On Monday the 8th the Autism Live crew was joined by Glee actor Mark Christopher Lawrence, the author of Cowboy & Wills Monica Holloway, Wrong Planet founder Alex Plank, and the director of ACT Today! Nancy Alspaugh-Jackson, and from Onyx Salon Lorenzo the stylist came to help Shannon Shave her head as an act of compassion for a young dad with brain cancer.
Have you ever felt like you were alone and no one understood what you were going through? I have to be honest, in the first year after my son was diagnosed with Autism, I felt that way a great deal of the time. For me that feeling of isolation got better over time. I was lucky that some people reached out their hands and showed me that my family’s journey was a group marathon, not a solo sprint. Those helping hands made all the difference and I am forever grateful to them. But if I’m completely honest there are still days, 7 years after we first got that diagnosis, that I marvel at the sometime complete lack of compassion for what my son has gone through, and what so many other families dealing with Autism are going through. “Where is the compassion, where is the perspective taking from people who are supposedly neuro-typical??!!!” I sometimes rage. Those moments leave me feeling powerless and I’ve decided to do something about it.
My favorite things about this project? It is SO easy and it is age appropriate for everyone! (Who hasn’t been mesmerized by the soothing sound of a rain stick?) Children as young as two can help make a rain stick with adult assistance and older children can make their rain sticks independently.
One of the main things you learn when you talk to Temple Grandin is that she lives to create solutions. Whether it’s finding a humane way to walk cattle through a slaughter house or it’s finding a way to engage a child’s individual imagination, she is excited to brainstorm and find a viable path. As soon as Temple Grandin found out that I was an Autism Mom, she wanted to know all about my son. What were his interests? What was I doing to feed his interests? One of the things Temple seems very sure about is that we shouldn’t allow children on the spectrum to just wither away by themselves playing useless games that don’t teach them anything useful. And let’s face it there are lots of those games out there.
Interviewing Temple Grandin is a rare treat. Sitting and chatting with her after an interview is…life changing. I had that opportunity a few weeks ago. The interview portion of our time together went well. She is a consummate professional. She restates your question so the editing job is cleaner and easier, she knows where to clip the mic so her cowboy tie won’t rustle. She’s in the zone and ready when the cameras are on. So when the interview was over I really expected her to be all business and quickly depart. Not Temple. She graciously stayed for pictures and the autographing of plastic cows, during which I asked her if she was still teaching.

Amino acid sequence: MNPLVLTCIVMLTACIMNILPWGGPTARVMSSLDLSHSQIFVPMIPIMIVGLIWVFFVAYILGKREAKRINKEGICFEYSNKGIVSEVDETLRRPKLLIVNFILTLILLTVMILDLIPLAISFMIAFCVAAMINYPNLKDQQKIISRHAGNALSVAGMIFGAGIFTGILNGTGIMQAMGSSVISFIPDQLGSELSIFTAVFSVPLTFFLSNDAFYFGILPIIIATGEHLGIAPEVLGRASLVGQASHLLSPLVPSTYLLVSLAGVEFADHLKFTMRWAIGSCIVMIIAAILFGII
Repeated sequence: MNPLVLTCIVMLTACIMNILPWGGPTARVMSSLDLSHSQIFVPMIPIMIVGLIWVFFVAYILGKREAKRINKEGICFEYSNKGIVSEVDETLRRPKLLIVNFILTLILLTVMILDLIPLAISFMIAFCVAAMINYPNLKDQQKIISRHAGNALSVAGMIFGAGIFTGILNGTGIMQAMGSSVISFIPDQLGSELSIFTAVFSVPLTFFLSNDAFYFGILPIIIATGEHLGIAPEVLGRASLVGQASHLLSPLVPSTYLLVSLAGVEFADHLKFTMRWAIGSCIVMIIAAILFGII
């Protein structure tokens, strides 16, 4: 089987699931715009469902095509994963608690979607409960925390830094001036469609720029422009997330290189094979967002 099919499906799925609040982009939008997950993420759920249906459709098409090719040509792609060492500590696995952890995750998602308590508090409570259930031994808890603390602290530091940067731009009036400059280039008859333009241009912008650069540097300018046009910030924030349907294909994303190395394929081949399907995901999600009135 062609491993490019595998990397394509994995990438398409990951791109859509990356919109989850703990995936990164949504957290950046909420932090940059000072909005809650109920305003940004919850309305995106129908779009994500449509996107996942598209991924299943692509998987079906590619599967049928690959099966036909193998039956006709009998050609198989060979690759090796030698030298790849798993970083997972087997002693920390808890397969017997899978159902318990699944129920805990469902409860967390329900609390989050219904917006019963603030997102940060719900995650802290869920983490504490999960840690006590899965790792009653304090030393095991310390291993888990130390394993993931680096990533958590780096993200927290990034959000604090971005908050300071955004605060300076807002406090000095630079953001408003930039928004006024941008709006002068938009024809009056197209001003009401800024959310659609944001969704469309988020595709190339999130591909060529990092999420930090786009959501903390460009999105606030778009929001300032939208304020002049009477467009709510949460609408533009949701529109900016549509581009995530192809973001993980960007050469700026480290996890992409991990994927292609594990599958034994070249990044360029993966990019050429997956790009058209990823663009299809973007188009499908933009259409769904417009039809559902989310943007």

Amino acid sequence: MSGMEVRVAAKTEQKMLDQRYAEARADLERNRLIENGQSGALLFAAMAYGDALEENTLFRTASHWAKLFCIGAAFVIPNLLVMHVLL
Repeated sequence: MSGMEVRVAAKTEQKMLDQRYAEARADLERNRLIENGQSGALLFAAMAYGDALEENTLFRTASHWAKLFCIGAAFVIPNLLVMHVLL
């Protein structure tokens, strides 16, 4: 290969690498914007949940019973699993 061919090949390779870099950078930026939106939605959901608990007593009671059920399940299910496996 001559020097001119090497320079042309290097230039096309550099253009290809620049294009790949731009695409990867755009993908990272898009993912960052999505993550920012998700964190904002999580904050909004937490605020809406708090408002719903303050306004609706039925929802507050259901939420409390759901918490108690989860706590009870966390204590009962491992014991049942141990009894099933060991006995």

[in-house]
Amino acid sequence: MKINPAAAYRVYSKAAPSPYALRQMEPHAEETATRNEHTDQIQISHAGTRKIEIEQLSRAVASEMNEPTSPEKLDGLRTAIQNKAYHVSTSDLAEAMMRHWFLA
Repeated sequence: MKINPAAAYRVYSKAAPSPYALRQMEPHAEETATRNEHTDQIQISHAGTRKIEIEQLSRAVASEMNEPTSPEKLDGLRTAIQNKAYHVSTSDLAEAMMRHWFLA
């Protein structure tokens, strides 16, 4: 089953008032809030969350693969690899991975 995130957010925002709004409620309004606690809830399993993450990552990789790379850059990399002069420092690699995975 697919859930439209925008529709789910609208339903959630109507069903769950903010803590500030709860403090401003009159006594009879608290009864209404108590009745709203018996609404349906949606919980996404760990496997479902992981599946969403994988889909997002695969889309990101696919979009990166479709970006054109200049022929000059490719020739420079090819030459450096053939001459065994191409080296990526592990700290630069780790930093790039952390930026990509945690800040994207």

I was a fan of Temple Grandin’s long before I was the parent of a child on the Autism spectrum. Once my son was diagnosed with Autism I became a fan of Temple’s mother, Eustacia Cutler. In an era where Autism awareness wasn’t even in its infancy and treatments were basically relegated to institutionalizing your child and walking away, Eustacia Cutler forged her own path.
When I found out I had been granted an interview with Temple Grandin I was as excited as a 10 year old girl going to her first Justin Beiber concert. There was only one problem. The terms of the interview stated that I had to interview her at her hotel and I had secured an interview location at the venue where she would be speaking later that night. It wasn’t going to work, and now I was back to square one. I was short on time and the hotel was been singularly unhelpful. So I arrived really early, before the crew, to secure a location at the hotel. The pay-off was that I found myself in the lobby of the hotel, sitting next to Temple Grandin, chatting like a couple of old friends.
She walked into the hotel lobby wearing a black cowboy shirt with a colorful design splashed across the upper chest. I was completely and unashamedly star struck. I had been talking with the director of the upcoming documentary, “Autism in Love” when I saw her walk in. I stopped speaking midsentence and my mouth hung open. “There she is…” I finally said out loud. “It’s Temple Grandin.”
CARD founder and Executive Director Dr. Doreen Granpeesheh is coming to Autism Live!
How many Autism Moms does it take to change the world? Just one. Holly Robinson Peete is the perfect example. When her son was diagnosed with Autism her world changed so she changed the world. She helped her son, researched, asked the hard questions, held on to her family and then reached out to help others. Holly’s journey is one of empowerment, whether helping families to get access to services through the HollyRod Foundation or helping her other children to process their feelings about having a sibling on the spectrum or eloquently telling rappers to use their words wisely, Holly is the epitome of a strong Autism mom.